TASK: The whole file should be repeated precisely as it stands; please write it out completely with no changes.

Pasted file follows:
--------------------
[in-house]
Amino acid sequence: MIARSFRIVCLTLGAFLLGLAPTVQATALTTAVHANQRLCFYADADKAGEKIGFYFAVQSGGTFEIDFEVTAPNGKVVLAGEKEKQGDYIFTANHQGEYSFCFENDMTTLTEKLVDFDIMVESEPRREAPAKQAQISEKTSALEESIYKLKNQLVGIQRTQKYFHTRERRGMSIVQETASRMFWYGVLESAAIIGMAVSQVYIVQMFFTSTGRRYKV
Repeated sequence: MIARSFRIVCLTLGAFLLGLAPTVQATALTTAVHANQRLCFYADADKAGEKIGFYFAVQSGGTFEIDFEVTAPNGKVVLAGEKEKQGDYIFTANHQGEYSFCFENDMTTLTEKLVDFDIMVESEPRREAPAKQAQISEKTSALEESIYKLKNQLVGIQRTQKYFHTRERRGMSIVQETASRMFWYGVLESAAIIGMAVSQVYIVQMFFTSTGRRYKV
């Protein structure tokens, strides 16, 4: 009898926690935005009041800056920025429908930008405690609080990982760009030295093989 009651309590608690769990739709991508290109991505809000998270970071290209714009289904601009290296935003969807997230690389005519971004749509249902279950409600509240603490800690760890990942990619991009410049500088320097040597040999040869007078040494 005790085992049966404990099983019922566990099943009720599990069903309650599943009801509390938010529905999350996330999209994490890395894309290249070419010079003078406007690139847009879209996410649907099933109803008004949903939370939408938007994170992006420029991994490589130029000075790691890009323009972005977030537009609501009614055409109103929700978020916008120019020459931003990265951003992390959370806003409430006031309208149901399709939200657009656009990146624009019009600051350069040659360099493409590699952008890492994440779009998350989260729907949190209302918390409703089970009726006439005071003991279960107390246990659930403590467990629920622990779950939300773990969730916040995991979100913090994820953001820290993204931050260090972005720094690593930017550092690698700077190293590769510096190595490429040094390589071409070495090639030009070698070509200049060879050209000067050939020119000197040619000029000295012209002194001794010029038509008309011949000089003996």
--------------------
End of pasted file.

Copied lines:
[in-house]
Amino acid sequence: MIARSFRIVCLTLGAFLLGLAPTVQATALTTAVHANQRLCFYADADKAGEKIGFYFAVQSGGTFEIDFEVTAPNGKVVLAGEKEKQGDYIFTANHQGEYSFCFENDMTTLTEKLVDFDIMVESEPRREAPAKQAQISEKTSALEESIYKLKNQLVGIQRTQKYFHTRERRGMSIVQETASRMFWYGVLESAAIIGMAVSQVYIVQMFFTSTGRRYKV
Repeated sequence: MIARSFRIVCLTLGAFLLGLAPTVQATALTTAVHANQRLCFYADADKAGEKIGFYFAVQSGGTFEIDFEVTAPNGKVVLAGEKEKQGDYIFTANHQGEYSFCFENDMTTLTEKLVDFDIMVESEPRREAPAKQAQISEKTSALEESIYKLKNQLVGIQRTQKYFHTRERRGMSIVQETASRMFWYGVLESAAIIGMAVSQVYIVQMFFTSTGRRYKV
């Protein structure tokens, strides 16, 4: 009898926690935005009041800056920025429908930008405690609080990982760009030295093989 009651309590608690769990739709991508290109991505809000998270970071290209714009289904601009290296935003969807997230690389005519971004749509249902279950409600509240603490800690760890990942990619991009410049500088320097040597040999040869007078040494 005790085992049966404990099983019922566990099943009720599990069903309650599943009801509390938010529905999350996330999209994490890395894309290249070419010079003078406007690139847009879209996410649907099933109803008004949903939370939408938007994170992006420029991994490589130029000075790691890009323009972005977030537009609501009614055409109103929700978020916008120019020459931003990265951003992390959370806003409430006031309208149901399709939200657009656009990146624009019009600051350069040659360099493409590699952008890492994440779009998350989260729907949190209302918390409703089970009726006439005071003991279960107390246990659930403590467990629920622990779950939300773990969730916040995991979100913090994820953001820290993204931050260090972005720094690593930017550092690698700077190293590769510096190595490429040094390589071409070495090639030009070698070509200049060879050209000067050939020119000197040619000029000295012209002194001794010029038509008309011949000089003996």